Teaching

I have been a lecturer and TA for undergraduate courses at the University of Wisconsin-Madison. I am also instructor of two online courses for an accredited masters degree program offered by the University of Nicosia in Cyprus.


Undergraduate Teaching

STS 201: Where Science & Technology Meet Society

Lecturer, UW-Madison

What is science? What, if anything, is special about the way that scientists and engineers generate knowledge? Rarely do we have the opportunity to reflect on why it is that we are taught to know in this way. This course identifies and questions common (but often unstated) assumptions about what science is and how it works, with the aim of revealing the connections between the STEM fields and our social, cultural, economic, and political lives.

The first unit introduces central ideas in Science and Technology Studies (STS), a field that use perspectives from the humanities and social sciences to analyze STEM. We will examine whether the scientific method is an accurate description of how science and technology development operate in practice, and if not, what kinds of descriptions might be put in their place. We examine how culture, economics, and politics interact with science and technology development. We will ask who benefits from how particular research agendas or new technologies are designed, and who bears the risks of living with uncertain science or dangerous technologies. The final unit explores how societies can engage with controversial issues in STEM. After exploring the rationales for and barriers to involving non-scientists in decision-making, we will collectively choose several controversial current topics to explore in depth (such as stem cell research, digital media and copyright, or bioterrorism), and one of these topics will be the basis for an in-class exercise in participatory science policy. This course is aimed at students with backgrounds in either the sciences or the humanities who want to think more critically about the interactions between of science, technology, and society. It will allow students in the STEM fields to reflect on the implications of their work for society, and students in the humanities and social sciences will develop a better understanding of how to study STEM as a social activity. There are no prerequisites for this course.

Syllabus:

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SOC 125: Contemporary American Society

Teaching Assistant, UW-Madison

What kind of country do we live in? This course provides an extended answer to this question. It also explores the implications of that answer for understanding, and making progress in solving, some of the social problems that confront America today.

This course provides an extended answer to the question of What kind of a society is the United States? It also explores the implications of that answer for understanding and making progress on solving some of the problems that confront America today. Our discussion revolves around five key values that most Americans believe this society should realize: 1. Freedom: the idea that members of the society should be able, to the greatest degree possible, to live their lives as they wish; 2. Prosperity: the idea that the society’s economy should generate the highest possible standard of living; 3. Efficiency: the idea that the economy should be maximally precise in allocating product to needs and wants, and maximally efficient in productive use of scarce resources; 4. Fairness: the idea that members of the society should enjoy equal protection of the law and equal opportunity to make something of their lives; 5. Democracy: the idea that public decisions should reflect the collective will of equal citizens, not powerful and privileged elites. Our basic question is: To what degree does contemporary American society realize these values and how might it do a better job? A second but important question for us is: How do social scientists go about answering such questions.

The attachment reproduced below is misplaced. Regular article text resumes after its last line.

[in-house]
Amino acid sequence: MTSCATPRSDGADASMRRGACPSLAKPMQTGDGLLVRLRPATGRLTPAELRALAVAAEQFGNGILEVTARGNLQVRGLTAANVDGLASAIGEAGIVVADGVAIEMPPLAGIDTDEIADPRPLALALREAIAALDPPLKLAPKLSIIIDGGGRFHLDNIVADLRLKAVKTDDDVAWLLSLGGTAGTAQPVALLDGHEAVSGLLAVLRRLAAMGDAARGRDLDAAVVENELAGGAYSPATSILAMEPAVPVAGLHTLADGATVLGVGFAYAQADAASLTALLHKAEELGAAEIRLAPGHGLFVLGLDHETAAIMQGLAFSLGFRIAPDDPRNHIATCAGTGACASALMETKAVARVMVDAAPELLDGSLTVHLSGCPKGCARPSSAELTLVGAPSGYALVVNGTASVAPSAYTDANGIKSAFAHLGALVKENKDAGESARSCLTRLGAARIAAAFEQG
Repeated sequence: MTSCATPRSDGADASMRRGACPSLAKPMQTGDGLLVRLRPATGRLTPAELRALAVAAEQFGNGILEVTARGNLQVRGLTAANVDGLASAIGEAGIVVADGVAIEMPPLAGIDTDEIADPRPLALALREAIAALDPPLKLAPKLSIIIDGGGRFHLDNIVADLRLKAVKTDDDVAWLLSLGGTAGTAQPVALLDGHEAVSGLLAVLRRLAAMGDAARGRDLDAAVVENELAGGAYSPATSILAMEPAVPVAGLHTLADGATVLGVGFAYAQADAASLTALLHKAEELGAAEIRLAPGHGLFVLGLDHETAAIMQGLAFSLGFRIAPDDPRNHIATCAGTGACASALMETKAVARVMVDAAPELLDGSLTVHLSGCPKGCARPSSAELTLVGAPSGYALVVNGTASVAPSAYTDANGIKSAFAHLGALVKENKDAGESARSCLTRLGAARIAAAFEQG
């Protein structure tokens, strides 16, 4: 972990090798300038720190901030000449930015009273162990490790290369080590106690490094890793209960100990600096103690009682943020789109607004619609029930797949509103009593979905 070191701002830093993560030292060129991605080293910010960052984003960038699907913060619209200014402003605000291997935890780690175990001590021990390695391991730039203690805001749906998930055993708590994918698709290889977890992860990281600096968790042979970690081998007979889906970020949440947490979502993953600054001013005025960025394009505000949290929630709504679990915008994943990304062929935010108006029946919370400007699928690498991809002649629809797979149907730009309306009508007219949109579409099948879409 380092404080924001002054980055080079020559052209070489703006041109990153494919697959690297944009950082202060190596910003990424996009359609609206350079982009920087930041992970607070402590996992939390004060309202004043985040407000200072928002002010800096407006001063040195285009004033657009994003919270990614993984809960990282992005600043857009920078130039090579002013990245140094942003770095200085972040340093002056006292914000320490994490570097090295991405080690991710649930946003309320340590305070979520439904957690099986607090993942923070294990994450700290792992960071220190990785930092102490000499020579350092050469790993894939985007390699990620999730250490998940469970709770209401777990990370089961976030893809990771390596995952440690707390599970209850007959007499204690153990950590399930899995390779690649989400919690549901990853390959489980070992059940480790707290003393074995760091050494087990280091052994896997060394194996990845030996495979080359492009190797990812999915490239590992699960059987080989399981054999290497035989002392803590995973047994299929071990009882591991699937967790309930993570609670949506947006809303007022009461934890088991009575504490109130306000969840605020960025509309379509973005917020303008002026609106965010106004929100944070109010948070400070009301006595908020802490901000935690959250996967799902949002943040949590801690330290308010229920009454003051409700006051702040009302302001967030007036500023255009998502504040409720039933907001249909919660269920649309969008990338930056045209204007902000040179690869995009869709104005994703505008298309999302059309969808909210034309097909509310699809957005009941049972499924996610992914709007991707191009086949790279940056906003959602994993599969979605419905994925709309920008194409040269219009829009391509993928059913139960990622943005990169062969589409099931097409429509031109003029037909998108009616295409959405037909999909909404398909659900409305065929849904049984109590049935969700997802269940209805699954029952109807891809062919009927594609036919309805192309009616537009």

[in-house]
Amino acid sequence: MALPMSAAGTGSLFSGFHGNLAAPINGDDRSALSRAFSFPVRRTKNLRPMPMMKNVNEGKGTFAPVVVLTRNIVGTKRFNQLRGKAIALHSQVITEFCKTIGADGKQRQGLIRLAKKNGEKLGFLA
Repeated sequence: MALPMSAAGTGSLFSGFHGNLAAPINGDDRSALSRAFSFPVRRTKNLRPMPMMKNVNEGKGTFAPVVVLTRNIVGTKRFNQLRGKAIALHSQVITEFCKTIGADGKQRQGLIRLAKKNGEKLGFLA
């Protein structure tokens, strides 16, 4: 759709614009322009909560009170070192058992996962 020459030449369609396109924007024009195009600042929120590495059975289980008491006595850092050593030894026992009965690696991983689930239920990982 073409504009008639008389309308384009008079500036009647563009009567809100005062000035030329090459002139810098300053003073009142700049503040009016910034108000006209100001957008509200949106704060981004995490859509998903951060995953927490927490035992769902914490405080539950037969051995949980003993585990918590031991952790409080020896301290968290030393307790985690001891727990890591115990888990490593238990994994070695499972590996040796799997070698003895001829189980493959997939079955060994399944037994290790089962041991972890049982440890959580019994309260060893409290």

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Graduate Teaching


FIN 512 – The Political Economy of Money and Banking

Lecturer (online), University of Nicosia – Cyprus

The main objective of the course is to provide a critical study of money and banking. What is money? Where did it come from? How do economists of different schools treat money in their theories and models? Where do these theories fall flat? We also consider sociological and anthropological approaches to money and banking, and look at newer topics related to digital currencies.

Syllabus:

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DFIN 535- Blockchain Technology and the Developing World

Lecturer (online), University of Nicosia – Cyprus

The main objective of the course is to provide a critical study of how the under-development of financial and institutional systems in developing countries may be hindering growth and understand if there are opportunities for digital currency-based models to accelerate/leapfrog phases of development